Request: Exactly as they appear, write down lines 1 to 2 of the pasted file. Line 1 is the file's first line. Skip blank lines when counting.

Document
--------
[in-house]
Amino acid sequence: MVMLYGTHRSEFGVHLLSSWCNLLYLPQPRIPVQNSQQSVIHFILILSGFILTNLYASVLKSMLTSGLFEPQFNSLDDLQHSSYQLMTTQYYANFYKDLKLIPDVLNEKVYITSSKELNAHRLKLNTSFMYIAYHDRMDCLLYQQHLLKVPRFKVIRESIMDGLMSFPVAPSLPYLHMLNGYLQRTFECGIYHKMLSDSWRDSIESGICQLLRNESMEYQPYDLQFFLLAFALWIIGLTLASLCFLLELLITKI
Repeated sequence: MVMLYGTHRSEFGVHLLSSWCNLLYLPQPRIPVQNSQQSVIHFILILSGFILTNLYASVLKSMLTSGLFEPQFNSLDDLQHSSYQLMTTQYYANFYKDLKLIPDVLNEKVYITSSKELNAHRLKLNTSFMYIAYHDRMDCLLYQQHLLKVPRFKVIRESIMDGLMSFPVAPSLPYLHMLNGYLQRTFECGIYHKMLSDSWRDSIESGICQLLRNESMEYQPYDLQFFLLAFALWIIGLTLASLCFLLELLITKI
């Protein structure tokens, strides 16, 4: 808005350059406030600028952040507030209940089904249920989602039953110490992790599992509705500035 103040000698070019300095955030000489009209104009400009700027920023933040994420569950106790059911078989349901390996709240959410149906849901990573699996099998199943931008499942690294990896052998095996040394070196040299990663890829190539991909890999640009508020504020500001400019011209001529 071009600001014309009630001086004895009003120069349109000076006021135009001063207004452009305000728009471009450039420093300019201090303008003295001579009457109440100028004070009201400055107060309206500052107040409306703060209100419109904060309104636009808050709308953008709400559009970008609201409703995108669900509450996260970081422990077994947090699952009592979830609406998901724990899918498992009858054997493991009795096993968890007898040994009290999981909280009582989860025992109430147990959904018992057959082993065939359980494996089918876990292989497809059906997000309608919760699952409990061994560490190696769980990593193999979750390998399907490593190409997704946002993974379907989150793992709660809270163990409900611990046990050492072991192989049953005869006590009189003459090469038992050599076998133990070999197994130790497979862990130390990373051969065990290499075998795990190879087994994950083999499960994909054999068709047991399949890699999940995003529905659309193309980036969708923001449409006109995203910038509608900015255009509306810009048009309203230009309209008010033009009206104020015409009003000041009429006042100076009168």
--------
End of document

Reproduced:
[in-house]
Amino acid sequence: MVMLYGTHRSEFGVHLLSSWCNLLYLPQPRIPVQNSQQSVIHFILILSGFILTNLYASVLKSMLTSGLFEPQFNSLDDLQHSSYQLMTTQYYANFYKDLKLIPDVLNEKVYITSSKELNAHRLKLNTSFMYIAYHDRMDCLLYQQHLLKVPRFKVIRESIMDGLMSFPVAPSLPYLHMLNGYLQRTFECGIYHKMLSDSWRDSIESGICQLLRNESMEYQPYDLQFFLLAFALWIIGLTLASLCFLLELLITKI